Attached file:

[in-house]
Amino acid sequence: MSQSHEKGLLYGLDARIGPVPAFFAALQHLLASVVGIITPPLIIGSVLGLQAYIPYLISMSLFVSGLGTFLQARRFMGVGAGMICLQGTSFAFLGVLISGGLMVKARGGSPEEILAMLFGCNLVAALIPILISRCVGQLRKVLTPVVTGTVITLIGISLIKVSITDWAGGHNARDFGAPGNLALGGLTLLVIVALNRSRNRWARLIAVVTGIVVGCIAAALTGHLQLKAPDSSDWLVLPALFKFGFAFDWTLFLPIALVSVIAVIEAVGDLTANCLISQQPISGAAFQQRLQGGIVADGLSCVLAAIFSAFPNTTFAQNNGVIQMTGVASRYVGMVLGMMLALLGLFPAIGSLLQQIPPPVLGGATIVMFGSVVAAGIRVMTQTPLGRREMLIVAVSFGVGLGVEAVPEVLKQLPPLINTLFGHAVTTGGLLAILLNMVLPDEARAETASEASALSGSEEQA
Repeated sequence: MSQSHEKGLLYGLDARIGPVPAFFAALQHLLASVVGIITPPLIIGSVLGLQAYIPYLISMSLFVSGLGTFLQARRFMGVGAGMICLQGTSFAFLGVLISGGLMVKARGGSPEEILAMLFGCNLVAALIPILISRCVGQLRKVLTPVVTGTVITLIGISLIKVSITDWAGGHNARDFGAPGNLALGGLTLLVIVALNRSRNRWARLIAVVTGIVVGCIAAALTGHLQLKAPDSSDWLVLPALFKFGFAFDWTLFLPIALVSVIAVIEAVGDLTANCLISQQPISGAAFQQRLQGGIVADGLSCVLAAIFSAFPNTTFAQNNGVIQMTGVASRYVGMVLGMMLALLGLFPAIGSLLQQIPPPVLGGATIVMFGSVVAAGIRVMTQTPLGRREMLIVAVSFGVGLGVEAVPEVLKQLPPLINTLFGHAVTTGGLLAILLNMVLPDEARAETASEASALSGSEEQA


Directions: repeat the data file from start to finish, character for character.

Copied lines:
[in-house]
Amino acid sequence: MSQSHEKGLLYGLDARIGPVPAFFAALQHLLASVVGIITPPLIIGSVLGLQAYIPYLISMSLFVSGLGTFLQARRFMGVGAGMICLQGTSFAFLGVLISGGLMVKARGGSPEEILAMLFGCNLVAALIPILISRCVGQLRKVLTPVVTGTVITLIGISLIKVSITDWAGGHNARDFGAPGNLALGGLTLLVIVALNRSRNRWARLIAVVTGIVVGCIAAALTGHLQLKAPDSSDWLVLPALFKFGFAFDWTLFLPIALVSVIAVIEAVGDLTANCLISQQPISGAAFQQRLQGGIVADGLSCVLAAIFSAFPNTTFAQNNGVIQMTGVASRYVGMVLGMMLALLGLFPAIGSLLQQIPPPVLGGATIVMFGSVVAAGIRVMTQTPLGRREMLIVAVSFGVGLGVEAVPEVLKQLPPLINTLFGHAVTTGGLLAILLNMVLPDEARAETASEASALSGSEEQA
Repeated sequence: MSQSHEKGLLYGLDARIGPVPAFFAALQHLLASVVGIITPPLIIGSVLGLQAYIPYLISMSLFVSGLGTFLQARRFMGVGAGMICLQGTSFAFLGVLISGGLMVKARGGSPEEILAMLFGCNLVAALIPILISRCVGQLRKVLTPVVTGTVITLIGISLIKVSITDWAGGHNARDFGAPGNLALGGLTLLVIVALNRSRNRWARLIAVVTGIVVGCIAAALTGHLQLKAPDSSDWLVLPALFKFGFAFDWTLFLPIALVSVIAVIEAVGDLTANCLISQQPISGAAFQQRLQGGIVADGLSCVLAAIFSAFPNTTFAQNNGVIQMTGVASRYVGMVLGMMLALLGLFPAIGSLLQQIPPPVLGGATIVMFGSVVAAGIRVMTQTPLGRREMLIVAVSFGVGLGVEAVPEVLKQLPPLINTLFGHAVTTGGLLAILLNMVLPDEARAETASEASALSGSEEQA